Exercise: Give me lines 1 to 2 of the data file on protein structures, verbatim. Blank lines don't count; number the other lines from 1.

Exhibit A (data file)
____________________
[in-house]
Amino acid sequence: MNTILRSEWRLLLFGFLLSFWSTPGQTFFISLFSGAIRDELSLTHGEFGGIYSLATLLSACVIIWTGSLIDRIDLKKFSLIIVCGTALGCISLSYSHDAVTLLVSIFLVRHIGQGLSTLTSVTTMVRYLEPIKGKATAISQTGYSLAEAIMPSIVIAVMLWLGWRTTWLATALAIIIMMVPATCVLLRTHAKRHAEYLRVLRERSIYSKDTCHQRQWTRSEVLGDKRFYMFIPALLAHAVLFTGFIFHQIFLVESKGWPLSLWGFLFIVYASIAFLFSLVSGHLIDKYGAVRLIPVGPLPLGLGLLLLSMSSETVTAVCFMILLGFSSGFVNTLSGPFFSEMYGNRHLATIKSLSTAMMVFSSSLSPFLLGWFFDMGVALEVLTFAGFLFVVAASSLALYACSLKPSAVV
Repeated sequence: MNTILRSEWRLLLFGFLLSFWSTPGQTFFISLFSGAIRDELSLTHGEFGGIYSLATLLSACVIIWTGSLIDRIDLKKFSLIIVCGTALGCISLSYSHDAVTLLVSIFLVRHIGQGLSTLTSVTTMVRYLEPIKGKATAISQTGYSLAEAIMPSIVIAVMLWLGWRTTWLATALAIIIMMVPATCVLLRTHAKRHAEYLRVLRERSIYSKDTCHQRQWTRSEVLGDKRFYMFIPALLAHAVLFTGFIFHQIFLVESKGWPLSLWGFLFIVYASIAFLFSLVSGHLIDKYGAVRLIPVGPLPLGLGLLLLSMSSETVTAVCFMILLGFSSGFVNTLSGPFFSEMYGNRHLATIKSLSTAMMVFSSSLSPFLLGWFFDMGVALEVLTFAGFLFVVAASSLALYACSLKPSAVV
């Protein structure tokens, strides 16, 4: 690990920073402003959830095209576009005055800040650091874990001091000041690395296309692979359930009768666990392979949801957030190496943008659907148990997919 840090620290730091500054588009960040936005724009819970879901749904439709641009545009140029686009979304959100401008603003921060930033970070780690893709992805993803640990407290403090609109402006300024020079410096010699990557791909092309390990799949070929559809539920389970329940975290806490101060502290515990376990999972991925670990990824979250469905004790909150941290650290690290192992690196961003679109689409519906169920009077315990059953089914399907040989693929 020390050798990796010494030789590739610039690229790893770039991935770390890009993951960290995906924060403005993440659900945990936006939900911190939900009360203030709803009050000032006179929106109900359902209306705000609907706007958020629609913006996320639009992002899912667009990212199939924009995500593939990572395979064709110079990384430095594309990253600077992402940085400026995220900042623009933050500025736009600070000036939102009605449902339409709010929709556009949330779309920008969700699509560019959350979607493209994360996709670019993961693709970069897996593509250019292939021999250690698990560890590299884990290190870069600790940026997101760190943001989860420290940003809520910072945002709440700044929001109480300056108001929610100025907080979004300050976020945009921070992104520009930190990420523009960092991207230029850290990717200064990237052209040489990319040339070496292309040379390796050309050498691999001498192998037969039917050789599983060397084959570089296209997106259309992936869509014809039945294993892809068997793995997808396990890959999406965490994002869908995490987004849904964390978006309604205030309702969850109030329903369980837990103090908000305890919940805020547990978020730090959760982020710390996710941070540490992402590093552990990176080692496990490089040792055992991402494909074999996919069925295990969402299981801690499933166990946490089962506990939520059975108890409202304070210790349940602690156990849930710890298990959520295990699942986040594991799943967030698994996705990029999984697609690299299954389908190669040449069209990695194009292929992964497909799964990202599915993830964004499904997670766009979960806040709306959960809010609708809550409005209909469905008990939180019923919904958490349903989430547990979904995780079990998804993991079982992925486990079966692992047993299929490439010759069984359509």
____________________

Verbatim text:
[in-house]
Amino acid sequence: MNTILRSEWRLLLFGFLLSFWSTPGQTFFISLFSGAIRDELSLTHGEFGGIYSLATLLSACVIIWTGSLIDRIDLKKFSLIIVCGTALGCISLSYSHDAVTLLVSIFLVRHIGQGLSTLTSVTTMVRYLEPIKGKATAISQTGYSLAEAIMPSIVIAVMLWLGWRTTWLATALAIIIMMVPATCVLLRTHAKRHAEYLRVLRERSIYSKDTCHQRQWTRSEVLGDKRFYMFIPALLAHAVLFTGFIFHQIFLVESKGWPLSLWGFLFIVYASIAFLFSLVSGHLIDKYGAVRLIPVGPLPLGLGLLLLSMSSETVTAVCFMILLGFSSGFVNTLSGPFFSEMYGNRHLATIKSLSTAMMVFSSSLSPFLLGWFFDMGVALEVLTFAGFLFVVAASSLALYACSLKPSAVV